The procedure to send funds to Wichita County Jail inmates is always changing, so you should check the official website before you send any funds.

    Commissary

    The commissary is the jail store. You can purchase a number of things here, such as toiletries, snacks and writing supplies. Bear in mind that you will probably want to use the commissary daily, and any infractions will get that privilege taken away from you.

    Inmate Medications

    If you are on any type of prescription medication, you will be allowed to continue taking it while in jail. When you are first processed, you will be asked what medication you take. You will then be referred to the jail nurse or doctor who will be in charge of monitoring your health and prescribing your medication.

    Meals

    You will get three meals a day: breakfast, lunch and dinner. As expected, they are very basic, but healthy. A typical breakfast might be cereal, toast, coffee and fruit. Lunch might be spaghetti, salad, bread and milk. Dinner could be chicken casserole, rice, vegetables, dessert and milk. Contrary to popular belief, prison food has greatly improved over the years, and you might find that it’s not much different from what you would eat at home.

    Pods / The Yard

    The jail is designed in a ‘pod’ layout, with self contained housing arranged around an outdoor yard. Each pod has a central control station and a common room, and the inmates take turns in using the yard. The jail is designed this way to keep certain inmates together, and others away from the general population.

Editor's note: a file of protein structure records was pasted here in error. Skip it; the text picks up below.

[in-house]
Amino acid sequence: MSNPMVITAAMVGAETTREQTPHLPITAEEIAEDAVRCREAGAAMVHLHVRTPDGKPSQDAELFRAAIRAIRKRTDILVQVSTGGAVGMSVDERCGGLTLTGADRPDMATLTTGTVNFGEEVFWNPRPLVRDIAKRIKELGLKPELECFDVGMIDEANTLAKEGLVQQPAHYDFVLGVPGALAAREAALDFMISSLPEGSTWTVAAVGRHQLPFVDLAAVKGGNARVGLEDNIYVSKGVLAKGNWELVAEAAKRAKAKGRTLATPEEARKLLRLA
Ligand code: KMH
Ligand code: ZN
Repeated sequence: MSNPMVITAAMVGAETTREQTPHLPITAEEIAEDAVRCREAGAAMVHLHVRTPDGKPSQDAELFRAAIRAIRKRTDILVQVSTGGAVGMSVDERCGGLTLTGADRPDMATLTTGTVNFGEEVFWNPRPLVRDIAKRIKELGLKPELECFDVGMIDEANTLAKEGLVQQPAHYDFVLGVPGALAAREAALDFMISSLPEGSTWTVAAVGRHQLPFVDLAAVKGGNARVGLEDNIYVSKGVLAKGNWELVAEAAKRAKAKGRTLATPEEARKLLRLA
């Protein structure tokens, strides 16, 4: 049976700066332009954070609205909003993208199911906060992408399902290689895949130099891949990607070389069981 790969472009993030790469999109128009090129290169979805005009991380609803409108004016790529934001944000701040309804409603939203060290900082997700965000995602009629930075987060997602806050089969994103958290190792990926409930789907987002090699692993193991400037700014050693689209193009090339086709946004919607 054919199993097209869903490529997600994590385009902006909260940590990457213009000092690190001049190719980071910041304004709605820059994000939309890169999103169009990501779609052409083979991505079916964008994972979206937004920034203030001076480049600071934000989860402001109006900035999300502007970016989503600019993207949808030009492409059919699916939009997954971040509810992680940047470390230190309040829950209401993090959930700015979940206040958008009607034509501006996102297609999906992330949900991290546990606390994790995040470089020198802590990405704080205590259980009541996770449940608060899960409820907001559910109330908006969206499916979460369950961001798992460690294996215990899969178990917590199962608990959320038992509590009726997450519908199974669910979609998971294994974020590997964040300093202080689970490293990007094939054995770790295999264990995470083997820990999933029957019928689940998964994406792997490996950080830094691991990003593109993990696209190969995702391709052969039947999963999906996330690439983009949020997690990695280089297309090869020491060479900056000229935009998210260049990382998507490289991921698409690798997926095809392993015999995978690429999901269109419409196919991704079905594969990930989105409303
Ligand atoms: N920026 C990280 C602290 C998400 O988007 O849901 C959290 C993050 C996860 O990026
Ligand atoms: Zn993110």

Gangs

    As with life in general, gangs are a part of prison life. Obviously it is best to avoid becoming a part of this environment as it will only lead to trouble. When you first enter prison, you might find yourself being ‘primed’ to join a gang, or worse, you might get their attention in a negative way. The best thing to do is keep your head down and don’t get involved.


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    News and Media

    News

    Photos / Pictures

    Videos


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    Jobs

    Types of Jobs at Wichita County Jail

    The Deputy Sheriff is the second in command at the Wichita County Jail, overseeing the day to day operations and administration of the jail. An inmate is unlikely to have much interaction with the Deputy Sheriff, unless they have committed an infraction. Detention Officers are responsible for the custody and care of the inmates. They maintain order in the jail, and handle security. A Detention Officer is assigned to a certain pod, and therefore is responsible for the same inmates each day. They get to know the inmates on a certain level, and are well equipped to handle any problems that may occur.

    Apply for a Job at Wichita County Jail